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Brazilian investors buy Miami real estate. Haitian earthquake survivors attend South Florida schools. It's clear what happens in Latin America and the Caribbean has a profound effect on South Florida.WLRN’s coverage of the region is headed by Americas editor Tim Padgett, a 23-year veteran of TIME and Newsweek magazines.He joins a team of reporters and editors at the Miami Herald, El Nuevo Herald and NPR to cover a region whose cultural wealth, environmental complexity, vast agricultural output and massive oil reserves offer no shortage of important and fascinating stories to tell.

How Central American Kids Gave Us An Immigration Reality Check

Keith Dannemiller
Photo courtesy of the International Organization for Migration. ©2014 IOM

We thought we had the border licked.

Both President Obama and his Republican opposition had been patting themselves on the back of late for making the 2,000-mile-long frontera between the United States and Mexico more forbidding for undocumented migrants. Fewer and fewer had been crossing each year, because of beefed-up border security and because Obama had made a policy of deporting indocumentados in record numbers.

And then a bunch of Central American kids had to spoil the celebration.

They had to give us a reality check – and remind us that no matter what we do on the border, or how many migrants we boot back south, those folks will come if they’re desperate enough. They will come. Period. Punto.

The U.S. Border Patrol is suddenly detaining an exploding number of unaccompanied children crossing into this country. It was fewer than 14,000 in 2012, then almost 25,000 last year. More than 60,000 are expected this year. And those are just the kids who get caught.

As I reported last fall, a full third of all undocumented youths being held in detention in South Florida are Honduran kids who trekked here by themselves.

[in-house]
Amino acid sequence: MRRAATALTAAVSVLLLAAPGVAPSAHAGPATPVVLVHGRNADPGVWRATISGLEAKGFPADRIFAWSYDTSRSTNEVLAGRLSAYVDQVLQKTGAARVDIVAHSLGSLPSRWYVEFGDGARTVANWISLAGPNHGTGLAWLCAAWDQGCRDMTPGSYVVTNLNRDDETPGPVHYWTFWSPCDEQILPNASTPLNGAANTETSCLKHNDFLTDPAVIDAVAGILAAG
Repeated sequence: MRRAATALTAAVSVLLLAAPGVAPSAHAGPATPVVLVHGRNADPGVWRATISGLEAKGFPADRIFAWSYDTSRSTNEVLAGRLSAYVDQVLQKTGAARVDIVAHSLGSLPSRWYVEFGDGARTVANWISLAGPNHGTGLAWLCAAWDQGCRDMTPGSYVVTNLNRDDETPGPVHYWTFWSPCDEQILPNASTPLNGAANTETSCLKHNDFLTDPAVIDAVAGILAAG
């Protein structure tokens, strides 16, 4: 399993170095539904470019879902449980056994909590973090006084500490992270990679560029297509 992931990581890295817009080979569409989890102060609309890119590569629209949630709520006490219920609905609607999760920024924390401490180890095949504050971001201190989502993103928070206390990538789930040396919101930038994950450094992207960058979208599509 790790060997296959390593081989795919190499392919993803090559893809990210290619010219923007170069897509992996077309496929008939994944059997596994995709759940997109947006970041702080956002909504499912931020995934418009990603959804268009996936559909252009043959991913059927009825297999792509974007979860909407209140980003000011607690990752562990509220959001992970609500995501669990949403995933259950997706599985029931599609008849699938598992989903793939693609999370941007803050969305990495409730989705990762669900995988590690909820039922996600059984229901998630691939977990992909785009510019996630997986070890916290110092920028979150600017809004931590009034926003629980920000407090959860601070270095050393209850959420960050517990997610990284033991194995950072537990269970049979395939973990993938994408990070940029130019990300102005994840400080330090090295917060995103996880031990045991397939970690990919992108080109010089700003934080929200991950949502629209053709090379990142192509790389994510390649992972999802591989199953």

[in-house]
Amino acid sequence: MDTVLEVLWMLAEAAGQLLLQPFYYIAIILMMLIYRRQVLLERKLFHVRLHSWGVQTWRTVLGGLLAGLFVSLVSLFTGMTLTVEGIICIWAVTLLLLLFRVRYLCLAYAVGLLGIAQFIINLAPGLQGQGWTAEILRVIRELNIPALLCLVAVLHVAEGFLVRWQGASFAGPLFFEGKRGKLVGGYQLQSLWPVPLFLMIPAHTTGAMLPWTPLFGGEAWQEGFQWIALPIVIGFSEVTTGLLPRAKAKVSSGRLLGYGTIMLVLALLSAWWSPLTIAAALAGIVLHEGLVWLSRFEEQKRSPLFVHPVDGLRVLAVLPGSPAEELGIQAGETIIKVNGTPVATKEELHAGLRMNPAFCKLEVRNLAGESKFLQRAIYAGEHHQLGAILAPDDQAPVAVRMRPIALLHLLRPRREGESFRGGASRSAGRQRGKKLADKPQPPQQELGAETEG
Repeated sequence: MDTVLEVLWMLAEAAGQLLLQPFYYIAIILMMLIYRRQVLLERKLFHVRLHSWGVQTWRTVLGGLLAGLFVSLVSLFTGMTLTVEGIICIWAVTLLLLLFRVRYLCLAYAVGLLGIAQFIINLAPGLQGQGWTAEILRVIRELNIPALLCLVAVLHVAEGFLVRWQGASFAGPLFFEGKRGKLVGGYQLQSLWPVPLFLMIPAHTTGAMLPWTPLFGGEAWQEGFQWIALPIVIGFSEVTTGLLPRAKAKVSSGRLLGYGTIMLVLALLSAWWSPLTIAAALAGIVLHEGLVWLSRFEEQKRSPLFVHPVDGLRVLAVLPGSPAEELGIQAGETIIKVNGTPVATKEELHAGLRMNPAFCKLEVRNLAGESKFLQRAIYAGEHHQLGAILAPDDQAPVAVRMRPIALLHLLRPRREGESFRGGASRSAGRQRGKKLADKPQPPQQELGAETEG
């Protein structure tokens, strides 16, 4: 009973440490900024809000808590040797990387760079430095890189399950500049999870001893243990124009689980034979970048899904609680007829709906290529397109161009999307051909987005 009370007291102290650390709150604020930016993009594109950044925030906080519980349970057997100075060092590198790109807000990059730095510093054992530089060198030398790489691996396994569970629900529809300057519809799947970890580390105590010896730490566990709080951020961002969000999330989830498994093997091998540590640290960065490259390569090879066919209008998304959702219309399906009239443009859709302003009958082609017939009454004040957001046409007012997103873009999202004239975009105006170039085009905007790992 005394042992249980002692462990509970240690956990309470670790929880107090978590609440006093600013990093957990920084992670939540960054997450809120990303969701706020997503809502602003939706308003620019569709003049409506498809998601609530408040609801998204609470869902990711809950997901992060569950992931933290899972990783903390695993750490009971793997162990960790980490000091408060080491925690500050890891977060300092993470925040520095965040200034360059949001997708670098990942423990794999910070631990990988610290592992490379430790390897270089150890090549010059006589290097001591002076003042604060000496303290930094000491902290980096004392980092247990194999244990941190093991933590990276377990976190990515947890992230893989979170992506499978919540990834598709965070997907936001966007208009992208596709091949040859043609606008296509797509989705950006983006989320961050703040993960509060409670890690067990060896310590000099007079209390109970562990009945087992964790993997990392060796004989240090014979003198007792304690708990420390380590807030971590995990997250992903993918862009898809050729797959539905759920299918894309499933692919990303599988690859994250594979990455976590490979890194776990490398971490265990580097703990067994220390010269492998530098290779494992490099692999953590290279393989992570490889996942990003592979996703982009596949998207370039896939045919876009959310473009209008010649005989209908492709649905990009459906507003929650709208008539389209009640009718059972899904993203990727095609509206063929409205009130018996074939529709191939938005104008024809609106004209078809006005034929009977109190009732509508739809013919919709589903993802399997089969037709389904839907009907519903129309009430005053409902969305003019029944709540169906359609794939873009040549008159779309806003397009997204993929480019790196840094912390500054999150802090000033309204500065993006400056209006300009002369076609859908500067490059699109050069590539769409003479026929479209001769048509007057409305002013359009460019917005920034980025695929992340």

Their stories are doubly harrowing when you consider their route from the Central American isthmus up through Mexico. They usually confront a menacing if not murderous gantlet of gang and police abuse, and they too often end up riding Mexican freight trains like the one migrants call "The Beast,” which WLRN’s Wilson Sayre reports on today.

RELATED: First Civil, Now Gang Wars. Who Would Want To Be President Of El Salvador?

As a result, Obama this week had to acknowledge what he called “an urgent humanitarian situation.” He directed the State and Homeland Security Departments and the Federal Emergency Management Agency (FEMA) to start a relief effort for all those migrant minors. It could cost more than $2 billion.

The Administration also wants to determine the “root cause behind these recent migration trends” – as if there has to be some complex explanation.

But it’s not complicated. And it’s a reminder for the U.S. – where immigration reform is once again farcically stalled in Washington – that this isn’t about domestic policy. It’s about foreign policy.

Central America's child migrants remind us that immigration reform isn't about domestic policy. It's about foreign policy.